What do faith-based groups and social agencies really make of President Bush’s effort to try to expand the role of faith-based groups in addressing social needs? What do they think of the “charitable choice” legislation, which makes religious groups eligible to receive social welfare funds from the government? To find out, a group at the Institute for Religious Research interviewed leaders of 14 socially active congregations in the Hartford area along with officials at 13 related social agencies. We also spoke with staff in the governor’s office, with administrators of relevant state agencies, and with political leaders from both parties.
It quickly became apparent that the welfare reforms of 1996, which imposed work requirements and limits on welfare eligibility, have changed the social landscape. Many people formerly on welfare are now working, yet their social situation has not necessariy improved. Many are now faced with child care and transportation costs which their meager paychecks cannot cover.
“Even though [people] have work now, they are finding life is so difficult with this work pattern that they are getting very discouraged. People are more discouraged than I have ever seen,” said the director of a Salvation Army shelter. “We are [seeing] more and more parents who are homeless. . . . People are poorer than they were before. . . . They have to pay day care and transportation costs. So their expenses have gone up and their income has gone down.”
A citywide agency executive pointed to the implications of these changes for churches and faith-based programs: “It used to be that public assistance was the permanent system and church intervention . . . was the temporary fix, because the state welfare was there. Now we have turned that on its ear. We have said that welfare is the temporary fix. . . . We don’t know what the permanent one is going to be.”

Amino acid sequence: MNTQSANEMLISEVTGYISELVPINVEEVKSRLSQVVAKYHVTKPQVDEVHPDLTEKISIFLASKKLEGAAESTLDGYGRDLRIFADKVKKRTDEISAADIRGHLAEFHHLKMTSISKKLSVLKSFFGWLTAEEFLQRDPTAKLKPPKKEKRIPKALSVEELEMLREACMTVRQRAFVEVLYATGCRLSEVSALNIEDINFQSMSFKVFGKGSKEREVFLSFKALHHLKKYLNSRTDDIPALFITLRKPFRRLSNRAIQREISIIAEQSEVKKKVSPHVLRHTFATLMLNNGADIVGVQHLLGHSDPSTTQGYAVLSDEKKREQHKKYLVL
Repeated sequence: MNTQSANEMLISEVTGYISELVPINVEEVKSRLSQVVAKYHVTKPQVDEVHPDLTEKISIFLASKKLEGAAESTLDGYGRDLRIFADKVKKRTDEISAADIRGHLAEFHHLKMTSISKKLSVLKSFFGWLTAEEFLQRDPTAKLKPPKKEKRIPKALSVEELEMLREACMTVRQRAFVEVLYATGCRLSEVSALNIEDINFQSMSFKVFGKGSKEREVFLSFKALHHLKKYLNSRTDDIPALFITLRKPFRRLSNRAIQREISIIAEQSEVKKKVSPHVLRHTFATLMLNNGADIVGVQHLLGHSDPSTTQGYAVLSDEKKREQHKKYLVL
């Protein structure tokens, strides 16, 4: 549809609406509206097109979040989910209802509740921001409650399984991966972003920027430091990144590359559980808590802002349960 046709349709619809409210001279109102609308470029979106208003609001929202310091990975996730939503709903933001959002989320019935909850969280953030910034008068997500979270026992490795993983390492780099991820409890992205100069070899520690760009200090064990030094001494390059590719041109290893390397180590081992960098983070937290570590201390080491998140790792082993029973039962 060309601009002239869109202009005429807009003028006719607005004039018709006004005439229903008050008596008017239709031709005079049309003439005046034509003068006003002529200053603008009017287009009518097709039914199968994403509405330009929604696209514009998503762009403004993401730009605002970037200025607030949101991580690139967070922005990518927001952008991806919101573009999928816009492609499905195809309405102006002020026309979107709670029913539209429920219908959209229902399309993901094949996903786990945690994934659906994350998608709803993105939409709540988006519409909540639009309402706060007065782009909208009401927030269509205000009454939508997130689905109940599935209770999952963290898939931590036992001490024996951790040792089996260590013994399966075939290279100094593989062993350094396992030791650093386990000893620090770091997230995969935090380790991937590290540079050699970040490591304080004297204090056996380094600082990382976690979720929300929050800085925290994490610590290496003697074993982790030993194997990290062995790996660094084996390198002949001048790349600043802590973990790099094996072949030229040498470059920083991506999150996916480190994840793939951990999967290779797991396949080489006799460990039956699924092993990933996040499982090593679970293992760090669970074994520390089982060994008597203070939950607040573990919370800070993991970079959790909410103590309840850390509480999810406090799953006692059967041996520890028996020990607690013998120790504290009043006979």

How will churches respond to the role they are being asked to play? It is too soon to know for sure, but our research tended to dispel five prominent notions about charitable choice.
In the case of welfare-related programs, we found no wall. Pragmatism and passion for ministry long ago breached any pure separation of church and state in the Hartford area. Kevin Loveland, director of Social Services for Connecticut, reported that a significant portion of the state welfare dollars is funneled through Catholic, Lutheran, Jewish, Salvation Army and many other faith-based agencies. And we found that government funding and private funding have been mixed together in every kind of congregational social ministry and faith-based agency.
This is not to say there is no tension. Congregational leaders were concerned about fulfilling their unique religious mission, and about avoiding exploitation by the state. As one evangelical said, “Our board feels strongly that they [do] not want to compromise what they know to be the ‘active ingredient.’” Others worried that the state was avoiding its essential responsibilities. “The churches are conned into accepting responsibility so that the feds and the state can dump it on the churches and say, ‘Now it is your problem, not ours,’” said one leader. A pastor agreed: “I had the impression that the welfare legislation was just to make the churches pick up the tab.”
But even for those who had questions, a pragmatic passion for ministry prevailed, as eloquently summarized by a Catholic nun: “Would we try to get federal monies? I don’t think we would have any scruples if we saw a need that was not being met and our parish could do that for the neighborhood.”